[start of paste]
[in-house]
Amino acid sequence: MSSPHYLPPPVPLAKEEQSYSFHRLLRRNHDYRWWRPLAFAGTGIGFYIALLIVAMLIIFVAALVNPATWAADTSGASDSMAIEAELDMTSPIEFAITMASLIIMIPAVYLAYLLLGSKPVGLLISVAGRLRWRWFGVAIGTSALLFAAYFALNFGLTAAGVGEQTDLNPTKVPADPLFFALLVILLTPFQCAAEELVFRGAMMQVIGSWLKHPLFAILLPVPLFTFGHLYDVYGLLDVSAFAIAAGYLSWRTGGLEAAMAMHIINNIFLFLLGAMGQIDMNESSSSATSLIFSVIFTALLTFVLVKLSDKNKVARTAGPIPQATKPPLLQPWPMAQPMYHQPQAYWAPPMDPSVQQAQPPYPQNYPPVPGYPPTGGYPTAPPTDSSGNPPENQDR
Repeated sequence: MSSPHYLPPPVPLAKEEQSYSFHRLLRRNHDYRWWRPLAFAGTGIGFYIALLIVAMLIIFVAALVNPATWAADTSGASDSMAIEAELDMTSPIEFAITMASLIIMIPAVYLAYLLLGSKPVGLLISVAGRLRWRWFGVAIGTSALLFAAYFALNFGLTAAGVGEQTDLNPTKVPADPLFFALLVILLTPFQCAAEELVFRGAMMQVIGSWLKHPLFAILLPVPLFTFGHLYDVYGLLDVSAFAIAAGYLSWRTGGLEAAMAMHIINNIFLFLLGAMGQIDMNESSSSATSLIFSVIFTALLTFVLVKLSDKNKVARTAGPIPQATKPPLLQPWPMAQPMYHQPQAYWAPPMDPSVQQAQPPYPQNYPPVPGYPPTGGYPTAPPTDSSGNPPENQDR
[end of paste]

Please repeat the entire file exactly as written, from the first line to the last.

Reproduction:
[in-house]
Amino acid sequence: MSSPHYLPPPVPLAKEEQSYSFHRLLRRNHDYRWWRPLAFAGTGIGFYIALLIVAMLIIFVAALVNPATWAADTSGASDSMAIEAELDMTSPIEFAITMASLIIMIPAVYLAYLLLGSKPVGLLISVAGRLRWRWFGVAIGTSALLFAAYFALNFGLTAAGVGEQTDLNPTKVPADPLFFALLVILLTPFQCAAEELVFRGAMMQVIGSWLKHPLFAILLPVPLFTFGHLYDVYGLLDVSAFAIAAGYLSWRTGGLEAAMAMHIINNIFLFLLGAMGQIDMNESSSSATSLIFSVIFTALLTFVLVKLSDKNKVARTAGPIPQATKPPLLQPWPMAQPMYHQPQAYWAPPMDPSVQQAQPPYPQNYPPVPGYPPTGGYPTAPPTDSSGNPPENQDR
Repeated sequence: MSSPHYLPPPVPLAKEEQSYSFHRLLRRNHDYRWWRPLAFAGTGIGFYIALLIVAMLIIFVAALVNPATWAADTSGASDSMAIEAELDMTSPIEFAITMASLIIMIPAVYLAYLLLGSKPVGLLISVAGRLRWRWFGVAIGTSALLFAAYFALNFGLTAAGVGEQTDLNPTKVPADPLFFALLVILLTPFQCAAEELVFRGAMMQVIGSWLKHPLFAILLPVPLFTFGHLYDVYGLLDVSAFAIAAGYLSWRTGGLEAAMAMHIINNIFLFLLGAMGQIDMNESSSSATSLIFSVIFTALLTFVLVKLSDKNKVARTAGPIPQATKPPLLQPWPMAQPMYHQPQAYWAPPMDPSVQQAQPPYPQNYPPVPGYPPTGGYPTAPPTDSSGNPPENQDR